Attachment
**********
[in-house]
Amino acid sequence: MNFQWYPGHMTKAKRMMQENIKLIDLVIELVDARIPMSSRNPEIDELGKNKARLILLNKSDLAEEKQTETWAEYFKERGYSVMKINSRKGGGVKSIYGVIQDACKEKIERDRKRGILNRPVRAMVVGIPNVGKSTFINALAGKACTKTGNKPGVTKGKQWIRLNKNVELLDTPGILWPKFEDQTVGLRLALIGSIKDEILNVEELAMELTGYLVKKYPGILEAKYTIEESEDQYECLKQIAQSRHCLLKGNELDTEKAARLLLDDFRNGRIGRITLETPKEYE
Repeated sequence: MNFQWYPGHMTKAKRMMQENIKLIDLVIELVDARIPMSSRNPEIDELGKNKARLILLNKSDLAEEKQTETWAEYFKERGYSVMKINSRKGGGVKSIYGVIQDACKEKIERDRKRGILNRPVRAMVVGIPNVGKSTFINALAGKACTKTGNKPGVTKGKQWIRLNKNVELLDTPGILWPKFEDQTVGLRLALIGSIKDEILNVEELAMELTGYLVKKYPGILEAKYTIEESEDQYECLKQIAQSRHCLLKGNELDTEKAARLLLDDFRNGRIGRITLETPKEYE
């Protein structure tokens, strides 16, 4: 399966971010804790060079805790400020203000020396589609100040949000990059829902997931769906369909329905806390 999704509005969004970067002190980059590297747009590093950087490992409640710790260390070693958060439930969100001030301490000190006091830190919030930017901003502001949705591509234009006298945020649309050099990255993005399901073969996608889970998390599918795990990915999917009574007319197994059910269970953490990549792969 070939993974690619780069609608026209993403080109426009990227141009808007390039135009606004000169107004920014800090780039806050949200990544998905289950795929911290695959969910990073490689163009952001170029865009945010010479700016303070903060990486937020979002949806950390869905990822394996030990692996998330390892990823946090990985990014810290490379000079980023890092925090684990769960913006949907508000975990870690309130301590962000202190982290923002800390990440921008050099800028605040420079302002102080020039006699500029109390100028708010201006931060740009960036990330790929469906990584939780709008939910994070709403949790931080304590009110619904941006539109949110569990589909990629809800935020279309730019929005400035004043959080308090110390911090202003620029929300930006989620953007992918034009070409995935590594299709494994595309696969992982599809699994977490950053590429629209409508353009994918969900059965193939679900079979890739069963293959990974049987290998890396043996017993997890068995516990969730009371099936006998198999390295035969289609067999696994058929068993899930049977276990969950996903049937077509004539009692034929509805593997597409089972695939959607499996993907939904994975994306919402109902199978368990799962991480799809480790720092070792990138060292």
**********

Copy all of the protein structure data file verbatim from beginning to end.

[in-house]
Amino acid sequence: MNFQWYPGHMTKAKRMMQENIKLIDLVIELVDARIPMSSRNPEIDELGKNKARLILLNKSDLAEEKQTETWAEYFKERGYSVMKINSRKGGGVKSIYGVIQDACKEKIERDRKRGILNRPVRAMVVGIPNVGKSTFINALAGKACTKTGNKPGVTKGKQWIRLNKNVELLDTPGILWPKFEDQTVGLRLALIGSIKDEILNVEELAMELTGYLVKKYPGILEAKYTIEESEDQYECLKQIAQSRHCLLKGNELDTEKAARLLLDDFRNGRIGRITLETPKEYE
Repeated sequence: MNFQWYPGHMTKAKRMMQENIKLIDLVIELVDARIPMSSRNPEIDELGKNKARLILLNKSDLAEEKQTETWAEYFKERGYSVMKINSRKGGGVKSIYGVIQDACKEKIERDRKRGILNRPVRAMVVGIPNVGKSTFINALAGKACTKTGNKPGVTKGKQWIRLNKNVELLDTPGILWPKFEDQTVGLRLALIGSIKDEILNVEELAMELTGYLVKKYPGILEAKYTIEESEDQYECLKQIAQSRHCLLKGNELDTEKAARLLLDDFRNGRIGRITLETPKEYE
């Protein structure tokens, strides 16, 4: 399966971010804790060079805790400020203000020396589609100040949000990059829902997931769906369909329905806390 999704509005969004970067002190980059590297747009590093950087490992409640710790260390070693958060439930969100001030301490000190006091830190919030930017901003502001949705591509234009006298945020649309050099990255993005399901073969996608889970998390599918795990990915999917009574007319197994059910269970953490990549792969 070939993974690619780069609608026209993403080109426009990227141009808007390039135009606004000169107004920014800090780039806050949200990544998905289950795929911290695959969910990073490689163009952001170029865009945010010479700016303070903060990486937020979002949806950390869905990822394996030990692996998330390892990823946090990985990014810290490379000079980023890092925090684990769960913006949907508000975990870690309130301590962000202190982290923002800390990440921008050099800028605040420079302002102080020039006699500029109390100028708010201006931060740009960036990330790929469906990584939780709008939910994070709403949790931080304590009110619904941006539109949110569990589909990629809800935020279309730019929005400035004043959080308090110390911090202003620029929300930006989620953007992918034009070409995935590594299709494994595309696969992982599809699994977490950053590429629209409508353009994918969900059965193939679900079979890739069963293959990974049987290998890396043996017993997890068995516990969730009371099936006998198999390295035969289609067999696994058929068993899930049977276990969950996903049937077509004539009692034929509805593997597409089972695939959607499996993907939904994975994306919402109902199978368990799962991480799809480790720092070792990138060292």